Intel, ARM Up Competition in IoT With New Chips, More Security

Intel is rolling out the Atom E3900 low-power chips for the IoT, while ARM is unveiling a range of IoT products, from new SoCs to an SaaS offering.

Intel IoT chip

Chip rivals Intel and ARM are making deeper pushes into the increasingly competitive internet of things arena.

At the IoT Solutions World Congress in Barcelona, Spain, Oct. 25, Intel officials unveiled the latest iteration of its low-power Atom processors, the E3900 series (pictured), which is aimed at IoT applications and comes with greater levels of performance, security and image and video processing power, according to officials. The chips will drive greater intelligence to the fog and edge of the network.

For its part, at the opening day of the company's TechCon 2016 show in Santa Clara, Calif., ARM officials are rolling out a suite of products—from new chip designs and radio technology to a cloud-based services platform—that they say will deliver greater security, low-power connectivity and efficiency to IoT environments.

The new offerings come as the IoT continues to grow—officials with both Intel and Cisco Systems are predicting that by 2020, there will be more than 50 billion connected devices, systems and sensors worldwide generating 44 zettabytes of data each year—and security continues to be a concern, as evidenced by the recent high-profile distributed denial-of-service (DDoS) attack that impacted such big-name sites as Twitter, Spotify and GitHub.

With the number of devices becoming connected and the amount of data being generated—and the need for greater security in the wide-open IoT space—tech vendors are looking to become key providers in the IoT market.

"There is a lot of opportunity from the edge through the core of the network … as well as in the data center," Ken Caviasca, vice president of Intel's IoT Group and general manager of platform engineering and development, told eWEEK.

Under CEO Brian Krzanich, Intel has been aggressively expanding its reach in a broad range of growth areas, including the IoT, where he wants Intel to provide the foundational technologies for all connected systems, from the network edge to the cloud and data center. The focus of the E3900 is driving more intelligence and processing power to the edge and in the fog, enabling more of the the collection, storage and analysis of the data to be done nearer the devices themselves.

The 14-nanometer E3900 series provides 1.7 times the computing power of the previous generation of Atom systems-on-a-chip (SoCs) to help deliver faster memory speeds and bandwidth farther out on the network. It's also built into a compact flip chip ball grid array (FCBGA) design, helping to make it a good fit for a broad array of IoT uses where scalable performance, space and power are important. Among the new features are Intel's ninth-generation graphics engine that delivers 2.9 times the 3D graphics performance of its predecessors and supports up to three displays. In addition, there are four vector image processing units for better visibility and quality video in low light, and Intel's Time Coordinated Computing Technology for synchronizing peripherals and networks of connected devices, creating network accuracy within a microsecond.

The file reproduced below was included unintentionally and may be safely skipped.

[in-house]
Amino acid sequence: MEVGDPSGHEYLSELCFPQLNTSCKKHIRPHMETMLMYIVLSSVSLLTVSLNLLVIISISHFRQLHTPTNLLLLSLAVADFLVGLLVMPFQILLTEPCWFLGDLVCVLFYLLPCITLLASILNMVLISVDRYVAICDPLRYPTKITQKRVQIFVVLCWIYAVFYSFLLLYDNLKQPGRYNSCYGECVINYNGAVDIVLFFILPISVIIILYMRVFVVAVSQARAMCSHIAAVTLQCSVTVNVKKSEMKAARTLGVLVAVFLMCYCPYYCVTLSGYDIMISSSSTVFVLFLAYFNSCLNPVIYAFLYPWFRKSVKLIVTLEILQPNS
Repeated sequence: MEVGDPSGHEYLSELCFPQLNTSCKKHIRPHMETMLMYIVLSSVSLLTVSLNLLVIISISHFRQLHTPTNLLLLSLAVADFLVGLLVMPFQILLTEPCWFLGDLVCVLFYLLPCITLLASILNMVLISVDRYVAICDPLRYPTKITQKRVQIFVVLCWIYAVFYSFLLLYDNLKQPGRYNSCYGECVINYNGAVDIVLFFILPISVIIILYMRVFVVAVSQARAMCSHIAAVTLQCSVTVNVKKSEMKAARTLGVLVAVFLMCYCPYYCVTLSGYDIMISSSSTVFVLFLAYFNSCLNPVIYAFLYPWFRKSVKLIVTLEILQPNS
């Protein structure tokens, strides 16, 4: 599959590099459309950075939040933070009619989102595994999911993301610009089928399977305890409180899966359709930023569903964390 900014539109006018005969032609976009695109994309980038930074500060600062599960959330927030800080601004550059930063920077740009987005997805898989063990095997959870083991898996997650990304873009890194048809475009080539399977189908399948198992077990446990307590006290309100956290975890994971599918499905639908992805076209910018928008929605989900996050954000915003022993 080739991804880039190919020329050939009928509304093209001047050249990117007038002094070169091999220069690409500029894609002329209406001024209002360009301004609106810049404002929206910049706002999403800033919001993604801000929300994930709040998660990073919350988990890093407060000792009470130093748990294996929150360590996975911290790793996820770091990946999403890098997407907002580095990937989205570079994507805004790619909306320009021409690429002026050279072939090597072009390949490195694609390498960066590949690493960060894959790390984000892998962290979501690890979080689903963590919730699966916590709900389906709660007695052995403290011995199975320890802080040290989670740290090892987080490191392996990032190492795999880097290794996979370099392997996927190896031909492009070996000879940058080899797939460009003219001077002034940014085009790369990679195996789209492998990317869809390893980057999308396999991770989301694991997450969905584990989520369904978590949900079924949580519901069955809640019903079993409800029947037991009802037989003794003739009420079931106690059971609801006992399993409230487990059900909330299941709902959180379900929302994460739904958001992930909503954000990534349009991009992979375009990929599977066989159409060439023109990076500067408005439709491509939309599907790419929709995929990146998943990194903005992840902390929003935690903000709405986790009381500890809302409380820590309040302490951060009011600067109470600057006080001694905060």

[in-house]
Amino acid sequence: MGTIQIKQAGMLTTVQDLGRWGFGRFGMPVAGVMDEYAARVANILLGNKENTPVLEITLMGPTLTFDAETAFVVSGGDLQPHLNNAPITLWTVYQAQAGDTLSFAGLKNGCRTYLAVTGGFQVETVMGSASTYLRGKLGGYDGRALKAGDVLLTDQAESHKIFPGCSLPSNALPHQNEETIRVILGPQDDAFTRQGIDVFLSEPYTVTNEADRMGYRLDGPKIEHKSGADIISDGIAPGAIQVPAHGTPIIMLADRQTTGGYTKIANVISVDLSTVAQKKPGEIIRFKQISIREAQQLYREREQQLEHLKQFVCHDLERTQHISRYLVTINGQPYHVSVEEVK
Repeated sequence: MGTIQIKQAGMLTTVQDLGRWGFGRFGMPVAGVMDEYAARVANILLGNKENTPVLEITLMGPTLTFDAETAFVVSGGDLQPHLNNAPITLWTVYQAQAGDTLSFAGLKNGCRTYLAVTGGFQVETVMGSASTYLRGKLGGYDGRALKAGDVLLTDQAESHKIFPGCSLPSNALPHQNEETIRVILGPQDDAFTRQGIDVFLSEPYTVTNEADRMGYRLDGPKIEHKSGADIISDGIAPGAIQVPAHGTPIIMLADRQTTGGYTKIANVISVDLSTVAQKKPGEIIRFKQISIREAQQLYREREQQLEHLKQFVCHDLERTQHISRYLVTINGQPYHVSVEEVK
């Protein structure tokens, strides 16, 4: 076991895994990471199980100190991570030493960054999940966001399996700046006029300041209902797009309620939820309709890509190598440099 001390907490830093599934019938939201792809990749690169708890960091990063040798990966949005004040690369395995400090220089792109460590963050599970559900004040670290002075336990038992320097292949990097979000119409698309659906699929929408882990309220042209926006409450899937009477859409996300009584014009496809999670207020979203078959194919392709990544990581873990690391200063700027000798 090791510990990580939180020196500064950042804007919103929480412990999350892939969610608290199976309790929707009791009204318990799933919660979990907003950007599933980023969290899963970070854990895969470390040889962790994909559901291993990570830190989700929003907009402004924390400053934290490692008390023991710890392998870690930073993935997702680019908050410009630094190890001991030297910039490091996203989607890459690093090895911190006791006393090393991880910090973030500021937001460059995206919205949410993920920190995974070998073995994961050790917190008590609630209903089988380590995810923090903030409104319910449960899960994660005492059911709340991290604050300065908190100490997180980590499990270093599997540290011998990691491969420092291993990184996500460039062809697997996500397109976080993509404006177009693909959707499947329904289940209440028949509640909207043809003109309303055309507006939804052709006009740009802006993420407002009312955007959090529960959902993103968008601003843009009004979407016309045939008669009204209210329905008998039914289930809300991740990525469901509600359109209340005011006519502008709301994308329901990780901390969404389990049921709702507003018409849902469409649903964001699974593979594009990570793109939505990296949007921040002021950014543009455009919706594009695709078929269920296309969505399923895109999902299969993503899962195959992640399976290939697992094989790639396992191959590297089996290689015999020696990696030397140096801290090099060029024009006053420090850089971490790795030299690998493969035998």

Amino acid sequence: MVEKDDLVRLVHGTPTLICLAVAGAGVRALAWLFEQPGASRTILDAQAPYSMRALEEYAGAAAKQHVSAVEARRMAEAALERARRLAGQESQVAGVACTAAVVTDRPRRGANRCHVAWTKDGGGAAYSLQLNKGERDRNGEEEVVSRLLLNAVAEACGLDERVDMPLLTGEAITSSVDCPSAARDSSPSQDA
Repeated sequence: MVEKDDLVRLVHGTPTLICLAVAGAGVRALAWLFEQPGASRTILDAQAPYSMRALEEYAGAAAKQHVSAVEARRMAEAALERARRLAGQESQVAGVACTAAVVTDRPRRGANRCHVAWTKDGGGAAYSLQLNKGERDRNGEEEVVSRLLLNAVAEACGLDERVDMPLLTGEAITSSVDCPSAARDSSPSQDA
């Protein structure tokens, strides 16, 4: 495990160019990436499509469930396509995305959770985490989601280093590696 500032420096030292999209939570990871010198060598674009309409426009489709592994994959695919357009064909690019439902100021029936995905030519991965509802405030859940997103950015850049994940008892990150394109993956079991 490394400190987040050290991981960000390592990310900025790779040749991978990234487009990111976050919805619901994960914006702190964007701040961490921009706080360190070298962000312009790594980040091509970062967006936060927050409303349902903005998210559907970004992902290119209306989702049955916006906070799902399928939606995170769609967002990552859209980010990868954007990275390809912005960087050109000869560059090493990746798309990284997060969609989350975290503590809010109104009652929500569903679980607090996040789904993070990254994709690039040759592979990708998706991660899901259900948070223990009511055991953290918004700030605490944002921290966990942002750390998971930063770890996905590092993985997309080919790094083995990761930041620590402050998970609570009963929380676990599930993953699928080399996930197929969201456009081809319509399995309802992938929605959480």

Bringing more processing power out to the network edge is important, given the use cases envisioned for the SoCs, such as software-defined cockpits in vehicles, from driving digital gauges and navigation to driving backup sensors and side-collision avoidance. Caviasca also pointed to high-end IP cameras, where in-device analytics is important.

There also are new and enhanced security features, including the Trusted Execution Engine 3.0, a dedicated security coprocessor, that's designed to keep malware away from IoT devices by not booting if there are any changes to the software code. In addition, it monitors the device to check it for physical tampering.

Caviasca said the E3900 series is just the latest step for Intel in an IoT effort that will include other Atom SoCs as well as Core and Xeon chips.

ARM officials are looking to build upon the 15 billion chips that its partners shipped last year, many of which they said were used for smart embedded devices. The company, which creates chip designs that are then licensed to processor manufacturers, has seen the IoT as a key market for several years. IoT security was a key focus at the TechCon show last year.

"The IoT already runs on ARM but the goal now is scale, which we are enabling today through a uniquely comprehensive set of technologies and services built to work together seamlessly," Pete Hutton, executive vice president and president of product groups at ARM, said in a statement.